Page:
“2001 Gujarat Earthquake.” Wikipedia, Wikimedia Foundation, 23 Sept. 2019, en.wikipedia.org/wiki/2001_Gujarat_earthquake. Accessed on 5 Oct. 2019.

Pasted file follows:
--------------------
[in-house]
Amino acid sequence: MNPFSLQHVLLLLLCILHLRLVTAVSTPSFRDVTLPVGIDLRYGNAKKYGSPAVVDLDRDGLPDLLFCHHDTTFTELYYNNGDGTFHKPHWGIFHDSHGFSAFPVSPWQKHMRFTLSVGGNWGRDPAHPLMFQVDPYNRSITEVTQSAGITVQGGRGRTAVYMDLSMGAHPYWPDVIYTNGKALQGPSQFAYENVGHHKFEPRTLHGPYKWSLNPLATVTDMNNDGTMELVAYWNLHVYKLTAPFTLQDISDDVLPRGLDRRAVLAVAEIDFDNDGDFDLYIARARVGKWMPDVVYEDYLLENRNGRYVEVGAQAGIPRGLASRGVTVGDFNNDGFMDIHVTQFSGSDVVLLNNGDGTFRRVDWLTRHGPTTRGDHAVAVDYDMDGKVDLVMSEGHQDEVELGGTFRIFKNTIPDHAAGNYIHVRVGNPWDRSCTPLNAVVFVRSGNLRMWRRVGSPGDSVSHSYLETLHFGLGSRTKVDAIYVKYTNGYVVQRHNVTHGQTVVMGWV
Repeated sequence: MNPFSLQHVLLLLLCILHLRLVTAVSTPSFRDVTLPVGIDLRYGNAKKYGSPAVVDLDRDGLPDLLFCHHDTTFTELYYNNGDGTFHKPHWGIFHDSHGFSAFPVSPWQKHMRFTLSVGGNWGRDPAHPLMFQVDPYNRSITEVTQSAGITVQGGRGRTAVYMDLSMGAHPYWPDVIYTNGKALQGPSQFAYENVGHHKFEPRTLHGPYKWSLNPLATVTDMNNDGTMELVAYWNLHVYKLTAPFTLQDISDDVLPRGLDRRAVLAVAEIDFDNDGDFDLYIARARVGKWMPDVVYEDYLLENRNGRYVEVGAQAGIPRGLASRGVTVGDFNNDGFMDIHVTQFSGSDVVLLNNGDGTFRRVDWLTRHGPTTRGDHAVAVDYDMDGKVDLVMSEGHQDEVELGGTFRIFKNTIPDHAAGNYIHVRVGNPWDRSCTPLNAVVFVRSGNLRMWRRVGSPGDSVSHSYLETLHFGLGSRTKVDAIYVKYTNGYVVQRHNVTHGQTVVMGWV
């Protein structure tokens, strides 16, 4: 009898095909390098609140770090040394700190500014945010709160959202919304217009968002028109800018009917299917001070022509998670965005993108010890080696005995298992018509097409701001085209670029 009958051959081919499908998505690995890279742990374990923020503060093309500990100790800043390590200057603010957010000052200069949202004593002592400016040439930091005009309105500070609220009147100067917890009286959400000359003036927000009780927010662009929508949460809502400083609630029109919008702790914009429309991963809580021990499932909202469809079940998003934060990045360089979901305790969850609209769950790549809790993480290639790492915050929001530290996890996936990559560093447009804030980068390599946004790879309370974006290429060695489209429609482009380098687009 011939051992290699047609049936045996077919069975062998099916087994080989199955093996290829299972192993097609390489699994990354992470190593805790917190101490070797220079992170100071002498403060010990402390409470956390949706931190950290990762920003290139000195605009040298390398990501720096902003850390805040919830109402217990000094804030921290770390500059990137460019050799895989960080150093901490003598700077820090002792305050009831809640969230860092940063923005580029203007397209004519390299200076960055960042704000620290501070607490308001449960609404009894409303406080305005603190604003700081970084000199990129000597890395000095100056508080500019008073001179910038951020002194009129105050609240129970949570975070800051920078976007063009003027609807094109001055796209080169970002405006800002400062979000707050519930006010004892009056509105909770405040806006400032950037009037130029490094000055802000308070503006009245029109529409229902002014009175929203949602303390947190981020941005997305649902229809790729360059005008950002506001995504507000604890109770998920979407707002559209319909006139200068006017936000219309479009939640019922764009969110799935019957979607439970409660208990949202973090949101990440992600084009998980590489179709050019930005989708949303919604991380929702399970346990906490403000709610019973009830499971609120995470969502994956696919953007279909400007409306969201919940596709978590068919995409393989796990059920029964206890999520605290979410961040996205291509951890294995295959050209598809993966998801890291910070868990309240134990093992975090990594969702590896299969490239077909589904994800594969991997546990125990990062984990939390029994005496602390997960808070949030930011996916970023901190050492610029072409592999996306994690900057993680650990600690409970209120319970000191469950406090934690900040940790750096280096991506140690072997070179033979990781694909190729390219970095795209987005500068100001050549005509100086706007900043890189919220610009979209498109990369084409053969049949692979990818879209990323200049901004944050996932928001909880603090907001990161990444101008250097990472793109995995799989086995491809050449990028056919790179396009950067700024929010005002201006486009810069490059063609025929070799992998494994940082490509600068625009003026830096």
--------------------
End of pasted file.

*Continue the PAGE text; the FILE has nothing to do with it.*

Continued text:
Aishwarya is serving as an American India Foundation (AIF) Clinton Fellow with Khamir in Bhuj, Gujarat. For her Fellowship project, she is designing a unique range of craft products and publicity materials to support local artisans reach new markets, increase their income, and secure their livelihoods. Born and brought up in a small town, Aishwarya always questioned the increasing dichotomies between the developed and developing world. To channelize her curiosity for social impact, she decided to pursue her graduation in mass communication. During her undergrad, she participated in the YES Foundation Media for Social Change Fellowship to learn about the impact of social media in the development sector. She did an internship with the Indian Express as a journalist and photojournalist, where she covered issues ranging from mob lynching to climate change. A stint at TEDxGateway 2018 gave her an opportunity to work with inventors from around the world, learning aobut the power of storytelling as a medium for change. Aishwarya made a documentary on the Juvenile Justice Act 2015 to study the increase in juvenile crime rate and the discrepancies between the act and implementation. In 2018, Aishwarya participated in a 15-day entrepreneurial train journey across rural India to meet social change-makers who enlightened her about the balance between social impact and profitability. This experience also made Aishwarya look at her hometown in new light: she learned about problems related to declining tourism and waste management. She founded her own nonprofit, ARTC Foundation, to solve these issues. In her free time, she enjoys reading, travel, and photography. Aishwarya is honored to be serving as an AIF Clinton Fellow to expand her horizons in the development sector.